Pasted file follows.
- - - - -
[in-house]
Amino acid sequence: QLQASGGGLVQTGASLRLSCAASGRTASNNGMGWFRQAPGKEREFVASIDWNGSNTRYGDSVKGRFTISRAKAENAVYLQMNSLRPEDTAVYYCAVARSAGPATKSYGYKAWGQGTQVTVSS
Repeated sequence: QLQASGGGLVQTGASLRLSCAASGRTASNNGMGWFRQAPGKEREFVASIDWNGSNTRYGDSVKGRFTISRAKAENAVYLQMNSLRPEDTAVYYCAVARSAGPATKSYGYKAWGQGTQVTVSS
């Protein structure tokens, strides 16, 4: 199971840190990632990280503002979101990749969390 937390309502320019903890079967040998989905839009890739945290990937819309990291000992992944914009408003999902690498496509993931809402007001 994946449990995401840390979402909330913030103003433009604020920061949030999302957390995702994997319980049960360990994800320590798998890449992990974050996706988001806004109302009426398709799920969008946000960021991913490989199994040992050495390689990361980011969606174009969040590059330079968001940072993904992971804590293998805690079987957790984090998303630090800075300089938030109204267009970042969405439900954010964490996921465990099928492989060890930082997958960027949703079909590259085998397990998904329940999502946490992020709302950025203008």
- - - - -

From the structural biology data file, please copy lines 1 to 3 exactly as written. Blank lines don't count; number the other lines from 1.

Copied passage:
[in-house]
Amino acid sequence: QLQASGGGLVQTGASLRLSCAASGRTASNNGMGWFRQAPGKEREFVASIDWNGSNTRYGDSVKGRFTISRAKAENAVYLQMNSLRPEDTAVYYCAVARSAGPATKSYGYKAWGQGTQVTVSS
Repeated sequence: QLQASGGGLVQTGASLRLSCAASGRTASNNGMGWFRQAPGKEREFVASIDWNGSNTRYGDSVKGRFTISRAKAENAVYLQMNSLRPEDTAVYYCAVARSAGPATKSYGYKAWGQGTQVTVSS